There’s stop-and-go traffic at the Ironworkers bridgehead but, for once, that’s by design.
The Ministry of Transportation and Infrastructure switched on the new traffic signal at the combined Dollarton Highway/Main Street eastbound on-ramp Tuesday.
Commuters, especially those headed for the Ironworkers Memorial Second Narrows Crossing from the Main Street and Dollarton/Deep Cove areas, have reported even longer waits than usual to get on the bridge, but the system is still not fully online, said project manager Jay Porter.
The signal is designed to have sensors to detect how long the back-ups are for each input and then give green or red lights accordingly.
“The signals were in an interim phase,” Porter said Thursday afternoon. “We have to complete a little bit more construction on the ramps in order to get the sensors hooked up and those lights adjusting to whatever the traffic conditions are. … That's why there are some backups.”
The hope is to have the adaptive system online by Friday. Porter said he is confident getting on the bridge will be faster for all once that is done.
“Then the ramp signals will be more in sync and they'll adapt to wherever the heavier volumes are,” he said.
And the good news is, it appears combining the Dollarton and Main on-ramps is having the desired effect of cutting down on the eastbound back-ups on Highway 1.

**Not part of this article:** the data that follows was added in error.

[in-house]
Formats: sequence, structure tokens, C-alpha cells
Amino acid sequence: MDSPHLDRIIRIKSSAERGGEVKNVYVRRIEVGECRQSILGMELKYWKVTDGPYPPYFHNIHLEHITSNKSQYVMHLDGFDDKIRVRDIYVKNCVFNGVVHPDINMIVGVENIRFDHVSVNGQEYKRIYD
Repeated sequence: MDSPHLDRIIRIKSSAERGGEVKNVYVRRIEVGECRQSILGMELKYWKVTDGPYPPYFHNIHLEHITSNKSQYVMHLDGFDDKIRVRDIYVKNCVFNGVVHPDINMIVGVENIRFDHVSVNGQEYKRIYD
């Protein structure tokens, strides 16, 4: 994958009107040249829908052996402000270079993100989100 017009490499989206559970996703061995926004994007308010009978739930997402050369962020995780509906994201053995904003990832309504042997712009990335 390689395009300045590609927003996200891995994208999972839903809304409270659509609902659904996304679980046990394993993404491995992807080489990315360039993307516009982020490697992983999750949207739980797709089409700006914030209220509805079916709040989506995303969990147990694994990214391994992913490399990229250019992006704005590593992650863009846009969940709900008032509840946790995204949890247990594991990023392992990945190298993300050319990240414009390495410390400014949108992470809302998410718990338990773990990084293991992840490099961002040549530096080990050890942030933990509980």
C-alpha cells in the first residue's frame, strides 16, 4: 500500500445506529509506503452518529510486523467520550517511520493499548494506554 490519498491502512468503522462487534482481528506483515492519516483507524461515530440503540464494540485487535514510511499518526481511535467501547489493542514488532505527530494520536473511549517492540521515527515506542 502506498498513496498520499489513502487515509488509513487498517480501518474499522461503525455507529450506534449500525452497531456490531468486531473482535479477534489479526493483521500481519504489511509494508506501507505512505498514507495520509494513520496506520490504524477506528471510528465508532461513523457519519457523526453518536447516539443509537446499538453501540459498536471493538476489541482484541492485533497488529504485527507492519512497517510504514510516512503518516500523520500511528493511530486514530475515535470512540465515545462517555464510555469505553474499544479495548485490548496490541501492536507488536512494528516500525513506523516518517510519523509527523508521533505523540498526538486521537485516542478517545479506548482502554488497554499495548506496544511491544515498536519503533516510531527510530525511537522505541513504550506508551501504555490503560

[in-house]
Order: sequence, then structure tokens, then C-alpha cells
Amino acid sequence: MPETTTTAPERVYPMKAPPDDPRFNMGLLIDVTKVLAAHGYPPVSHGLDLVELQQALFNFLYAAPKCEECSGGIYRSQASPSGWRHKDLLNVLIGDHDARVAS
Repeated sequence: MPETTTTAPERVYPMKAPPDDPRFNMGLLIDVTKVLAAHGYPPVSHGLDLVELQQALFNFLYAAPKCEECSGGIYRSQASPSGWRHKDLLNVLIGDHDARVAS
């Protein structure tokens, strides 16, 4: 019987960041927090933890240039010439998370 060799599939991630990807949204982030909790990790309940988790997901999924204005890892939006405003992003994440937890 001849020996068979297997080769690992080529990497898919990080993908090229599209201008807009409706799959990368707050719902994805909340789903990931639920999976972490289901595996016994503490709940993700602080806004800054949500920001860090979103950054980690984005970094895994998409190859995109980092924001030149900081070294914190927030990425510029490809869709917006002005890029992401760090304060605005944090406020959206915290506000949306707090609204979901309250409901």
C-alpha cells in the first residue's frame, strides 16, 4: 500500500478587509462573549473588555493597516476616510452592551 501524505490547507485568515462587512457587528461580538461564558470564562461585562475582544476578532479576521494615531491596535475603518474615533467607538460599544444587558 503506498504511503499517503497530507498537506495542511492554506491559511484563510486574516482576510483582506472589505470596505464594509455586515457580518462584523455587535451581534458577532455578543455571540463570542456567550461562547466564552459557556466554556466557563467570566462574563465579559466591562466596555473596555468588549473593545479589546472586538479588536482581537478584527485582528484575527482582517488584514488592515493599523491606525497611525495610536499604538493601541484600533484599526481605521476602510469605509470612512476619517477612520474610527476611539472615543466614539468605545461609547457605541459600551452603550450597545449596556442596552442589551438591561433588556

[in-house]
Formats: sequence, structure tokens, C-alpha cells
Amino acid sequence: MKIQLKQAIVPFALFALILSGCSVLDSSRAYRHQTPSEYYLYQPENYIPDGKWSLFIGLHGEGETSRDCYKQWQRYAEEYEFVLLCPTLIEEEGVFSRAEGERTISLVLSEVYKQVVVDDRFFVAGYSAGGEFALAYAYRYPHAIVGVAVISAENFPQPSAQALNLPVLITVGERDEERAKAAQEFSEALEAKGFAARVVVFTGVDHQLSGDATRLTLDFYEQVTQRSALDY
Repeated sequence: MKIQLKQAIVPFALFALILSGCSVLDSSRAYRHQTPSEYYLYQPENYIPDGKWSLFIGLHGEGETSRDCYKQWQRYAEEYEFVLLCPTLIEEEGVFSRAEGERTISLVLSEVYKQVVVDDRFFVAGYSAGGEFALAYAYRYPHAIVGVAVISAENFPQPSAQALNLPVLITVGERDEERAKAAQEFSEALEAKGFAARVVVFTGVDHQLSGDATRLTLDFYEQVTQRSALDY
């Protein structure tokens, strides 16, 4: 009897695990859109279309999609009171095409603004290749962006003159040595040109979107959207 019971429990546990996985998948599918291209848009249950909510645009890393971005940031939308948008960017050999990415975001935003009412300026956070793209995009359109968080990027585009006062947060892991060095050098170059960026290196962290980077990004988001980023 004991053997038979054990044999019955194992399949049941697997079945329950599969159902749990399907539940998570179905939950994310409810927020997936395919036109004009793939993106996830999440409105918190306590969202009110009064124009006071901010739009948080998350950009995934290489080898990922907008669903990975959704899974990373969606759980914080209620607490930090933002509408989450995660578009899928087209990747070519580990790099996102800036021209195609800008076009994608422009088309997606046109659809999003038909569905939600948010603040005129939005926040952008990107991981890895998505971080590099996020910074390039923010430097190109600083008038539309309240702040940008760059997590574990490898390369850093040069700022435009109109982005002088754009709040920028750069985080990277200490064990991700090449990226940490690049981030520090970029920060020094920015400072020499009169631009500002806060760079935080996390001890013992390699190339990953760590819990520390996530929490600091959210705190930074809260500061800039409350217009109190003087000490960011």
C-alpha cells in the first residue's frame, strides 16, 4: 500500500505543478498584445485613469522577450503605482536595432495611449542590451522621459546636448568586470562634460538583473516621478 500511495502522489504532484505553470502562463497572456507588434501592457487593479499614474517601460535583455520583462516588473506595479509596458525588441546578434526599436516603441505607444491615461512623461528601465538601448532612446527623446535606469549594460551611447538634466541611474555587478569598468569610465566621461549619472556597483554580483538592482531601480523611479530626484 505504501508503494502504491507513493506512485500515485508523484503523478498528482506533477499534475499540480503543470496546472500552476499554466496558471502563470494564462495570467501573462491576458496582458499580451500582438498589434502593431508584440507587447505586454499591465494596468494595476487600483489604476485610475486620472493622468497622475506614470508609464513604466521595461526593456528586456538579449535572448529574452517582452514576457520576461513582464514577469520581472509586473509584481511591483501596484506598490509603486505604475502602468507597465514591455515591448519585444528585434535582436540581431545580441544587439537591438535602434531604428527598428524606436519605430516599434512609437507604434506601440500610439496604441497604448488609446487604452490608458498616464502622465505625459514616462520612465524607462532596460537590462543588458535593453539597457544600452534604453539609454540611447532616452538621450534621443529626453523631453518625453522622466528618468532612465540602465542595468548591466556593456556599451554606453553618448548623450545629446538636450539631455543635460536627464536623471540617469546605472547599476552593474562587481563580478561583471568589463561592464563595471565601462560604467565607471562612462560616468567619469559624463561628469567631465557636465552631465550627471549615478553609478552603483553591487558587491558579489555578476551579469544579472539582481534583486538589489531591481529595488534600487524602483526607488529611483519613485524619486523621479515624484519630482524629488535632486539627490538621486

“It's definitely improved in the a.m. and the p.m.,” Porter said. “That was one of the main objectives, absolutely, and to improve safety, which removing that [Dollarton] ramp certainly does.”
Drivers having to slow down to accommodate people trying to merge on Dollarton’s notoriously short on-ramp was the major culprit in highway traffic backing up to Lonsdale Avenue most afternoons, according to the ministry’s traffic modelling. That modelling also predicts a 50 per cent reduction in the time it takes to get from the top of the Cut to mid-span on the bridge, Porter added.
“That's a big part of why the municipal road network was backed up,” he said. “The highway is moving much better than it was before, then it's just a matter of time until we get the municipal traffic sorted out.”
The last bit of heavy construction to be done is the completion of a retaining wall near the Mount Seymour Parkway on-ramp to Highway 1 westbound. That should be done by early November, eliminating the need for the current detour there, Porter said
And the west sidewalk and bike lane on the Ironworkers should be fully paved and the safety barriers should be back up within a couple weeks, Porter added.
The entire system will be monitored closely over the coming weeks to see where adjustments need to be made, Porter said.
The $200-million Lower Lynn Improvement Project is funded by District of North Vancouver, the provincial government and the federal government.